How much would you punish your kid for a very bad joke?
And yes, the jokes that group of admitted Harvard students posted on a private Facebook page -- leading the university to rescind their admissions — were offensive and obnoxious, a sign of screamingly poor judgment. Harvard just offered a gift to parents of teens and tweens: Glaring proof that the sins you commit online will haunt you.
But at the same time, the university sent a disturbing message about second chances, due process and the swift and sudden nature of thought policing. Were the students’ actual views as horrid as their casual online cracks? Maybe. Maybe not. The quick, harsh judgment made the question almost irrelevant.
So it has gone with a number of sarcastic tweeters who have lost their jobs and reputations, almost as swiftly as they typed offending words. One could argue that grown adult with an established career should know enough to pause before hitting “post.” I’m not sure I’d say the same of a high schooler, even one who has gotten the standard warnings about online behavior.
Speech that skirts the edges of propriety sometimes has a purpose: To cleanse, to examine, to shatter expectations.
Eighteen-year-olds are almost expected to have poor judgment — plus a tendency to mimic the verbal currency of their time. They’re testing, pushing boundaries, crossing lines. And when that line-crossing amounts to a crime, it’s fine to go heavy on the punishment.
But when it comes to ideas? Even ones that these students will eventually look back on with shame? I shudder to think of what would have happened if some of the things I said in college -- in the name of hashing out complex social issues, or using the now-outdated language of the time — had been subject to unforgiving public scrutiny.
And I wonder what the temptation is today, for high schoolers wandering around in an internet jungle that’s teeming with taboo speech, and usually rewarding it.
Much of that speech is made in the name of humor — and that’s where our culture muddles the message. Entire sports websites are built around obnoxious jokes that people make in anonymity, without consequence. Multiple sitcoms are built around shock value. One college professor aptly compared the Harvard Facebook page to “Cards Against Humanity,” a game that’s popular, even with the pious liberal set, precisely because it plays with the forbidden. Would we want anyone to lose a job over that game?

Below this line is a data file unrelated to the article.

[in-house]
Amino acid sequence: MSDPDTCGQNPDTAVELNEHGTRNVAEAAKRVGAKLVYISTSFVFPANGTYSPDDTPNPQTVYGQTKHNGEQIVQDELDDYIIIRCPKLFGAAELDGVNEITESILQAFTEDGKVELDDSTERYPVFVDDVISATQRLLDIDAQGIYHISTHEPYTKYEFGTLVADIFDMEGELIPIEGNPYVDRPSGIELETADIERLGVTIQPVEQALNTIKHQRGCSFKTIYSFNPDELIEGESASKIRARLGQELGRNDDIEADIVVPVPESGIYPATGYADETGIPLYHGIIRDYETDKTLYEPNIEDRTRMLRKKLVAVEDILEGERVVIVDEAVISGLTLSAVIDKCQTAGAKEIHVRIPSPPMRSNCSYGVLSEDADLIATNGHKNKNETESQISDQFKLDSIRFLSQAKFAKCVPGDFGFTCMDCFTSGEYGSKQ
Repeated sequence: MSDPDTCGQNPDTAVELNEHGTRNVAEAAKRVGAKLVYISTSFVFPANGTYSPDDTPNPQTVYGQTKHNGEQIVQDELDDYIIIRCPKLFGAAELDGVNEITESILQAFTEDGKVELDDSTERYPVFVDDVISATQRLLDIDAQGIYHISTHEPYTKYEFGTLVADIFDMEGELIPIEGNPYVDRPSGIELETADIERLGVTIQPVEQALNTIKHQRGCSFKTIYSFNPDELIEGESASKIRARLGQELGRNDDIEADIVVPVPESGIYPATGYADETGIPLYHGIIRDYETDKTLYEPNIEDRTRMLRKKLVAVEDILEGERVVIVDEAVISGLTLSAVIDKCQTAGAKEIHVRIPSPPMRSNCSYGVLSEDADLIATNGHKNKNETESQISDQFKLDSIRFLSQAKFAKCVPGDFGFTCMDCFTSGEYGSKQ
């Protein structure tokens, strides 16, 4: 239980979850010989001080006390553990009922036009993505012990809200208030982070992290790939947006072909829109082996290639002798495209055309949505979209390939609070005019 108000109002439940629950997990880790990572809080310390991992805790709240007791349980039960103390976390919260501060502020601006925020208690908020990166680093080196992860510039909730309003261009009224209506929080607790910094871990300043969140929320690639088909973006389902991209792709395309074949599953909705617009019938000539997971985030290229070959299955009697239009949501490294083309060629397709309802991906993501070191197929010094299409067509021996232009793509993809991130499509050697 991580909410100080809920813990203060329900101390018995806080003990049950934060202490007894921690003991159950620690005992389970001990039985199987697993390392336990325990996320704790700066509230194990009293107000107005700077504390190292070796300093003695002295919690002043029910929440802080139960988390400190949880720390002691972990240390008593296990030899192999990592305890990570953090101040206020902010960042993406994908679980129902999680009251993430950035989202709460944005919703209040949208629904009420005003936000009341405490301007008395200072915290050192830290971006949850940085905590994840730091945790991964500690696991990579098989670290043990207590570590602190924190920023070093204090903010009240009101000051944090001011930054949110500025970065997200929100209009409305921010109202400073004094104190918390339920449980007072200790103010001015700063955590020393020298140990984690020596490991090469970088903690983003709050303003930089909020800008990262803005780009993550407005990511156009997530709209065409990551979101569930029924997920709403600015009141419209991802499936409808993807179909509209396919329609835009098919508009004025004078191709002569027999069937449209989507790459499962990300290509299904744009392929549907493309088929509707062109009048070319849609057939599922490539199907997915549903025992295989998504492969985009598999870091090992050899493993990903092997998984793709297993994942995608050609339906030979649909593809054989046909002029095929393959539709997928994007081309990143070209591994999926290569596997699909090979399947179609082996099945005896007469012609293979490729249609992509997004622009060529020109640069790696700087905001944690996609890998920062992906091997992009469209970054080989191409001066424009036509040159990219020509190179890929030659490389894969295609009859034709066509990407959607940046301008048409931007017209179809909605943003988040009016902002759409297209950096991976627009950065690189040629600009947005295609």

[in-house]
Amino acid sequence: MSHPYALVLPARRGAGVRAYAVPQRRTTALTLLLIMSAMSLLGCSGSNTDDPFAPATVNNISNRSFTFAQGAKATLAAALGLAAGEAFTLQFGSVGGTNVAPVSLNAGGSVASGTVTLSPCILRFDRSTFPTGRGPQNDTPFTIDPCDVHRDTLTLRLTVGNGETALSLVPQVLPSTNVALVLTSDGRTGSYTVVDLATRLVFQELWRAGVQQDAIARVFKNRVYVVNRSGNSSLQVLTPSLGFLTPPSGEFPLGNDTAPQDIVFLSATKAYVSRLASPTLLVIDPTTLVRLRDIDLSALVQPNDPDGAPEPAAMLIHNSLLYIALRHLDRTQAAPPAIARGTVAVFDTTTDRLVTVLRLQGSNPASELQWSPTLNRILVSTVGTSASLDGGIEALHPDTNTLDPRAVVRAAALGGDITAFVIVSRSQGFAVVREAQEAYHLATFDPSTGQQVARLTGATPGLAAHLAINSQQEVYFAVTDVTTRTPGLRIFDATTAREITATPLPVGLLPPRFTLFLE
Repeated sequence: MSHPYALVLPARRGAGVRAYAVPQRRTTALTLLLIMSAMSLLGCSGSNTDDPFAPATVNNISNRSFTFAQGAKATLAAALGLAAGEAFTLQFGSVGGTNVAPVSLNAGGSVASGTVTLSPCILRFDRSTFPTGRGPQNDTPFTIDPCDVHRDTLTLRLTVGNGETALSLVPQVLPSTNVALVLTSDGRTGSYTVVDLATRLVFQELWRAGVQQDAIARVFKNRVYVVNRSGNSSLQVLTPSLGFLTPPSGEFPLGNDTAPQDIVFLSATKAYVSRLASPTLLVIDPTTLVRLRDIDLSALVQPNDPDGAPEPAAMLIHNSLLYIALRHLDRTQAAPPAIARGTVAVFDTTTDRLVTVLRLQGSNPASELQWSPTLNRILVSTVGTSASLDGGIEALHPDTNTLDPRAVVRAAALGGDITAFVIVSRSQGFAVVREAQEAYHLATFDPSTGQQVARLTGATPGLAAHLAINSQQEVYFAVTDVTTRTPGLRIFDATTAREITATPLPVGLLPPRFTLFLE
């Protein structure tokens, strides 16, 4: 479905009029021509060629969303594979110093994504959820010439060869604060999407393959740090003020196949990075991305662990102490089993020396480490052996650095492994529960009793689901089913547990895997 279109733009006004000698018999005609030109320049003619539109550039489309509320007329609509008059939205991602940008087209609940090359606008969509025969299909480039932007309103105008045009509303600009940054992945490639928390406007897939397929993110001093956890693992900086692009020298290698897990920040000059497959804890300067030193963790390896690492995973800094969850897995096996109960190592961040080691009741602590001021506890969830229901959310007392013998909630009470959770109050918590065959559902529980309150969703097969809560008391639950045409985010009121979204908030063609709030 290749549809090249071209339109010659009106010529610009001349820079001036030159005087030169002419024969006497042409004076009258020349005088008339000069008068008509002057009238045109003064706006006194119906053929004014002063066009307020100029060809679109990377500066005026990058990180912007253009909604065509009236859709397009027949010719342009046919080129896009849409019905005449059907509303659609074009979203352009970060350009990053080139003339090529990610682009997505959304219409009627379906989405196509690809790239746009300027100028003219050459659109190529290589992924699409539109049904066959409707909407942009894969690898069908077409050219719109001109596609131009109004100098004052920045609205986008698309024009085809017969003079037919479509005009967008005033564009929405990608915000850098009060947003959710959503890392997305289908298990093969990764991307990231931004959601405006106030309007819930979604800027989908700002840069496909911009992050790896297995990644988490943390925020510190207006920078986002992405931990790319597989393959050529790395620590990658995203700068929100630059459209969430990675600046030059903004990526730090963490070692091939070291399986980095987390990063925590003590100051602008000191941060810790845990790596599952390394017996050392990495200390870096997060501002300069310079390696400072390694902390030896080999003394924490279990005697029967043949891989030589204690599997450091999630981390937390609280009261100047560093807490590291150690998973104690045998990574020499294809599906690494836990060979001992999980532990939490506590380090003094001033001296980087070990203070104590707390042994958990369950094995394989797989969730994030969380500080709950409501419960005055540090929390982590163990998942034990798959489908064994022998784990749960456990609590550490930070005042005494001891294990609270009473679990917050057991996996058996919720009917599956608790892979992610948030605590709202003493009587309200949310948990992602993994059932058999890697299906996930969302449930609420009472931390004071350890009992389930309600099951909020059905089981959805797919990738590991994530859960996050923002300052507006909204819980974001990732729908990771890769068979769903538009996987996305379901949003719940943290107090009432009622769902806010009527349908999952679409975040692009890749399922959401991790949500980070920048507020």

It’s more interesting, from an education standpoint, to examine why we’re drawn to taboo games and memes and culture in the first place, why we use humor to push at the confines of acceptable discourse. Speech that skirts the edges of propriety sometimes has a purpose: To cleanse, to examine, to shatter expectations.
The best comedians — Dave Chappelle, Sarah Silverman, Chris Rock — are brilliant at unpacking our complex, often contradictory values. (And their work is a lot more nuanced than Kathy Griffin’s line-crossing photo of a president’s severed head.)
surely [Harvard] could have devised a punishment that was meaningful, painful, but not so permanent.
Granted, most high school students shouldn’t try to play comedian. They aren’t as clever or cunning as they think, even if they have the grades to get into Harvard. But a failed attempt, at an impressionable age, doesn’t amount to a firing offense. Especially because it’s impossible to establish what the hard-and-fast boundaries really are.
Like many universities today, Harvard is engaged in an effort to improve its experience for students and staff, making a campus filled with the trappings of elites feel more welcoming and warm to people of all backgrounds. That’s a meaningful goal, and in many cases, the university is going about it quite well -- with a systematic review of traditions and institutions, and a sensible framework for what stays and what goes.
A knee-jerk reaction to an online mistake runs counter to that thoughtful process. And surely, a university filled with brilliant psychologists and sociologists could have devised a punishment that was meaningful, painful, but not so permanent. Just spitballing here, but how about a really long, harshly-judged, publicly-presented thesis paper about the fate of Justine Sacco, Hank Williams Jr., Michael Richards, Bill Maher? The list of grown adults with questionable judgment goes on and on.